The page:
The Art of War (2000)
Critic Consensus: Excessively noisy and overly reliant on genre clichés, The Art of War wastes its star's charisma on a ridiculous, convoluted plot and poorly edited action sequences.
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as Eleanor Hooks
as Julia Fang
as Douglas Thomas
as David Chan
as Ambassador Wu
Critic Reviews for The Art of War
In this pretentiously titled international thriller, which is sloppily directed, Wesley Snipes plays an American agent who gets involved in the emerging relations between China and the Western world, with a shaky U.N. placed right in the middle.
The Art of War manages to entertain without being enriching, and, at least in some circles, that's the definition of what a summer film is supposed to accomplish.
I'm happy to report that while it's deeply flawed, it's not by any means a bad film.
The Art of War keeps us reasonably entertained, if not guessing.
Audience Reviews for The Art of War
After watching it AGAIN, I still think everyone treated this movie unfairly. Its not perfect, but I guess this movie did really kickstart the intelligent spy genre, leading to movies like the Bourne Seires and others. i hold this in regard for that fact, also giving a stronger martial arts aspect to the movie and themes like betrayl and politics. Snipes plays a covert UN Agent whose job is to assist the UN on issue which are deemed "necessary" - from espionage to outright blackmail, which is evident in the introduction . I think people kept on saying the plot was confusing and noone understood what was going on. Sorry people, but you're a little silly, you obviously know what "The Art of War" is, and its no mystrey why a movie is titled so. It becomes FULLY clear in the climax when things are explained through some smart dialouge - and the plot was simple really, the method of execution complex, but high effective... the only problem being is Snipes was learning quick that someone was forcing him to chase shadows and false leads and he was the bait. Anyways, if you're wondering why its so confusing, because Snipes' character is supposed to portray confusion and helplesness in being cut off and abandoned, with Chinese gangsters, police and the FBI hot on his heels. If you're confused, good, watch it again and try to put the pieces together like a jigsaw puzzle - every scene, every image has a meaning, it does take some concentration. Though its not 100% perfect, it was a matter of a new style of filming and idea which never really reached the full potential until The Bourne Identity and its successors kicked ass at the box office. It also interesting to see things like new technology back in 2000, like touch screen PDA's and wireless internet which only became consumer friendly in 2005, 5 years from when the movie was released. Anyways, the action is slick, the cast above average, i think Michael Biehn was the standout support. The final fight scene was expllosvie and smoother than your average, something unqiue and obviously set the trend. Anyway, I think a lot of movies afterwards really borrowed something from The Art of War, and I believe a lot of people canned it because of the Snipes name and the fact it was mainly a European production and Indie movie release. Well, if you like movies like this and wanted to see where it all started for the new millenium, this is the one to watch.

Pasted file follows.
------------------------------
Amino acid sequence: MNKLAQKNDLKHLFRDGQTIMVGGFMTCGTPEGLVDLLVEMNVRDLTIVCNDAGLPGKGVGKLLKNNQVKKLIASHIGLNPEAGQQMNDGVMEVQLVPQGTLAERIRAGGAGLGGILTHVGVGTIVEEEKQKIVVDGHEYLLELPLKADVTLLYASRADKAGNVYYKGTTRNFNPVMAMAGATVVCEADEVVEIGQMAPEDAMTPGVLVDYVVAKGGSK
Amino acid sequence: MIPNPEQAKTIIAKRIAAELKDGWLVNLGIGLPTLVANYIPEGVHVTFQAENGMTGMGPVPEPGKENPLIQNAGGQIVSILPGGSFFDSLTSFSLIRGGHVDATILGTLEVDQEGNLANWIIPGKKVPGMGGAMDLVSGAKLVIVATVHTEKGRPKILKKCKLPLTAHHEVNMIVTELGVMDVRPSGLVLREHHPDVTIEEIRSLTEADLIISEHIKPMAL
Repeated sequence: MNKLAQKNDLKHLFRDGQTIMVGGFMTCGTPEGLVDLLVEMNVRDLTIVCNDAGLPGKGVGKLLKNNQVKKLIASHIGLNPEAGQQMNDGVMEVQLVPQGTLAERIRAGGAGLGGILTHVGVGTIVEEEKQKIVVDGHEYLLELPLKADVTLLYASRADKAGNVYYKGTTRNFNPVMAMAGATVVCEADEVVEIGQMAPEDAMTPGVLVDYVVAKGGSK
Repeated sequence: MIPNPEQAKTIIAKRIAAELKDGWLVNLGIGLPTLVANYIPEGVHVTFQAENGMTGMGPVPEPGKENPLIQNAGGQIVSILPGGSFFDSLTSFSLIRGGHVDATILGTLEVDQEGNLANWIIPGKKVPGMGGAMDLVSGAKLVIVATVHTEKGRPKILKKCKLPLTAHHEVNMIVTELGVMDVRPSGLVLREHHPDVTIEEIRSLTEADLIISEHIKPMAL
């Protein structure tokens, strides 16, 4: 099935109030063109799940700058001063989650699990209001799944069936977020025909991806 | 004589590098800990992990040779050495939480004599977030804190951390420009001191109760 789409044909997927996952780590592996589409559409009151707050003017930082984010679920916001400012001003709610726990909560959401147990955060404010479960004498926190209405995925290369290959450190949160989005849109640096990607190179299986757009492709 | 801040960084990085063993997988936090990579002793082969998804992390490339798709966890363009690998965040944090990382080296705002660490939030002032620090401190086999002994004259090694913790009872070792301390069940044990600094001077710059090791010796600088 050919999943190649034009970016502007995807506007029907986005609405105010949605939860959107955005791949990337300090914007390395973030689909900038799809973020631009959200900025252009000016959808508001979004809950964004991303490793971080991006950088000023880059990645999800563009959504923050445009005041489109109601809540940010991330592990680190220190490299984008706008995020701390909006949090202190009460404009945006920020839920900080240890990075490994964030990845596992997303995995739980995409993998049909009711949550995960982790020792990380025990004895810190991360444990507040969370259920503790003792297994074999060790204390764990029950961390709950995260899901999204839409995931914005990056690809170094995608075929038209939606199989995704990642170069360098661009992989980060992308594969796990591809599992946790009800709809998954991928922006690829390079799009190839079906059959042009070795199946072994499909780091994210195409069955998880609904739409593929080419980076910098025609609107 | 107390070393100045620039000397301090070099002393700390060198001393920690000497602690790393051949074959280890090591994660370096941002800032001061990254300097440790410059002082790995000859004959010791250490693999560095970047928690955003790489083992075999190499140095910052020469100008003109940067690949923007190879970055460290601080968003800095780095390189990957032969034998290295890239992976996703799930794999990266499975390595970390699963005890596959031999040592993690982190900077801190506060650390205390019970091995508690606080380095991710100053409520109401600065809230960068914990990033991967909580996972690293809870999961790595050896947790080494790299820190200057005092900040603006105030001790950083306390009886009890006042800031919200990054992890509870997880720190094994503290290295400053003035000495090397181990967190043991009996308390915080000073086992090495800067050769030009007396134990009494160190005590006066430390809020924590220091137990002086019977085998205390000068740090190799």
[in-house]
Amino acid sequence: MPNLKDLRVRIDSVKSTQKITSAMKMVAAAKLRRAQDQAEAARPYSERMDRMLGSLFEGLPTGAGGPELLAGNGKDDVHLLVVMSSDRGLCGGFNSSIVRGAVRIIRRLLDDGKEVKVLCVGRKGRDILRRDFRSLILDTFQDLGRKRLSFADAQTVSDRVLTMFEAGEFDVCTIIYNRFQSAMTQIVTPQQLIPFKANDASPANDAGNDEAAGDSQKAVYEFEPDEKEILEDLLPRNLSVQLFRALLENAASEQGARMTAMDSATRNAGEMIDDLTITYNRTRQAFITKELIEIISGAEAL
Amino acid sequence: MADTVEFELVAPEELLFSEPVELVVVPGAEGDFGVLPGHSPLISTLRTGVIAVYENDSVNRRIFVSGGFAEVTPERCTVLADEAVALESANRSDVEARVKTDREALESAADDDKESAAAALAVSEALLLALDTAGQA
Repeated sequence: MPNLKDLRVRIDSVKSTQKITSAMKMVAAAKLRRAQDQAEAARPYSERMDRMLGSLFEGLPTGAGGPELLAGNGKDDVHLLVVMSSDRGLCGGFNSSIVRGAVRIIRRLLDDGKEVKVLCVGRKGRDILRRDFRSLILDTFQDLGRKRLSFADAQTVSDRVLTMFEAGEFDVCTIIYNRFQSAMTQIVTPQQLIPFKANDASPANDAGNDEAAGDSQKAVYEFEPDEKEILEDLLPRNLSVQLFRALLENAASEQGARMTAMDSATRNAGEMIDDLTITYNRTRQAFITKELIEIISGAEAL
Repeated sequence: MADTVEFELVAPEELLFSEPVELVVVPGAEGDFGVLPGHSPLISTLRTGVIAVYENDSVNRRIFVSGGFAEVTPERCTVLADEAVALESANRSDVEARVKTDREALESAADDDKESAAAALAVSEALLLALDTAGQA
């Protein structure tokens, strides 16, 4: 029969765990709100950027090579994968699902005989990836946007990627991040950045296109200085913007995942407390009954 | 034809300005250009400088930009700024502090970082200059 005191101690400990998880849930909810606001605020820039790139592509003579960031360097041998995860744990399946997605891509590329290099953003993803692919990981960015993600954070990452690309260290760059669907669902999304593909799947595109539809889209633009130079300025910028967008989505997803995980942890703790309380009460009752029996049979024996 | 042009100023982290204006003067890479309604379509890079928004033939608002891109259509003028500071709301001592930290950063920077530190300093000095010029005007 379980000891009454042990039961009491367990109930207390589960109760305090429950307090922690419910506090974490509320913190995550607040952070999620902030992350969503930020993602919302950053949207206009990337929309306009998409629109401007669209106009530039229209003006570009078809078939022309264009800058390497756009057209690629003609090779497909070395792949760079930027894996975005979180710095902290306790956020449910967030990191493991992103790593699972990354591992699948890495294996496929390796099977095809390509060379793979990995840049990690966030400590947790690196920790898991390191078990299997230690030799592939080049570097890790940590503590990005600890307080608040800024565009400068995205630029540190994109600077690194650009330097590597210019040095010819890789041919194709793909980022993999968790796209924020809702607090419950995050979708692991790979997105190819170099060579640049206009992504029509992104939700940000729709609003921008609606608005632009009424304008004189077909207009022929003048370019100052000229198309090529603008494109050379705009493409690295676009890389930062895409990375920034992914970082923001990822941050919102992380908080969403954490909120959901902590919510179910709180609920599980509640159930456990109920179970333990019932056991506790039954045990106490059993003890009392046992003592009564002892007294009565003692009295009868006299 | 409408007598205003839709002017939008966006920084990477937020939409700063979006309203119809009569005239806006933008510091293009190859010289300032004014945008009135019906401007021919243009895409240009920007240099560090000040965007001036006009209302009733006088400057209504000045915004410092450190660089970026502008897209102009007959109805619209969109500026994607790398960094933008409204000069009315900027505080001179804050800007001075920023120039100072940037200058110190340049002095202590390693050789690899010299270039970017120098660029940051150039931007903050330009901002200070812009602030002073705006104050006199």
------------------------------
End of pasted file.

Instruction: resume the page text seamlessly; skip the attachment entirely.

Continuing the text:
Wesley Snipes has never been better, one of his best roles in one of his best action films. A stylish, nail-biting, pulse-pounding twist-a minute action-packed thriller. A sensational and adreniline-pumping action-thrill-ride that kick starts the senses and kicks all sorts of ass. It's sharp, very smart and very entertaining.
I've seen Wesley Snipes in such good form as he appears in this action-thriller movie since Blade.
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